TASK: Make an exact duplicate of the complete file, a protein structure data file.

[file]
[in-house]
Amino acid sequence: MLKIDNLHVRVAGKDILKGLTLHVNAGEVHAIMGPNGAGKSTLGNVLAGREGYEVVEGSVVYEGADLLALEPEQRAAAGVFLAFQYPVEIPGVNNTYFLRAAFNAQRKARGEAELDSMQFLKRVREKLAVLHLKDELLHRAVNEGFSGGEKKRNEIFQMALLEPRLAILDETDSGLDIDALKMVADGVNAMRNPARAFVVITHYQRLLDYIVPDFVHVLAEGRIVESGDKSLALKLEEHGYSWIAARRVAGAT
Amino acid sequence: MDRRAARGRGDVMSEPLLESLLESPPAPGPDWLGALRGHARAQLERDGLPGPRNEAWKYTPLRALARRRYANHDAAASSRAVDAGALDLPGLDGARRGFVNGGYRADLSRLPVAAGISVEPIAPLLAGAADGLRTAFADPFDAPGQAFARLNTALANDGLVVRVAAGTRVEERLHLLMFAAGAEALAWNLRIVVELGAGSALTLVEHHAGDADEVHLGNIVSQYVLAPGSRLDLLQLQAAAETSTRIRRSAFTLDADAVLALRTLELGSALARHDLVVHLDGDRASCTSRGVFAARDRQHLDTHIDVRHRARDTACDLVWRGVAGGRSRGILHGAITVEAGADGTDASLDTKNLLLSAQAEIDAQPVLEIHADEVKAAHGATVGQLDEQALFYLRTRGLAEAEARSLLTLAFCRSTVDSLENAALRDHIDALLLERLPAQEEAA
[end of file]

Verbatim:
[in-house]
Amino acid sequence: MLKIDNLHVRVAGKDILKGLTLHVNAGEVHAIMGPNGAGKSTLGNVLAGREGYEVVEGSVVYEGADLLALEPEQRAAAGVFLAFQYPVEIPGVNNTYFLRAAFNAQRKARGEAELDSMQFLKRVREKLAVLHLKDELLHRAVNEGFSGGEKKRNEIFQMALLEPRLAILDETDSGLDIDALKMVADGVNAMRNPARAFVVITHYQRLLDYIVPDFVHVLAEGRIVESGDKSLALKLEEHGYSWIAARRVAGAT
Amino acid sequence: MDRRAARGRGDVMSEPLLESLLESPPAPGPDWLGALRGHARAQLERDGLPGPRNEAWKYTPLRALARRRYANHDAAASSRAVDAGALDLPGLDGARRGFVNGGYRADLSRLPVAAGISVEPIAPLLAGAADGLRTAFADPFDAPGQAFARLNTALANDGLVVRVAAGTRVEERLHLLMFAAGAEALAWNLRIVVELGAGSALTLVEHHAGDADEVHLGNIVSQYVLAPGSRLDLLQLQAAAETSTRIRRSAFTLDADAVLALRTLELGSALARHDLVVHLDGDRASCTSRGVFAARDRQHLDTHIDVRHRARDTACDLVWRGVAGGRSRGILHGAITVEAGADGTDASLDTKNLLLSAQAEIDAQPVLEIHADEVKAAHGATVGQLDEQALFYLRTRGLAEAEARSLLTLAFCRSTVDSLENAALRDHIDALLLERLPAQEEAA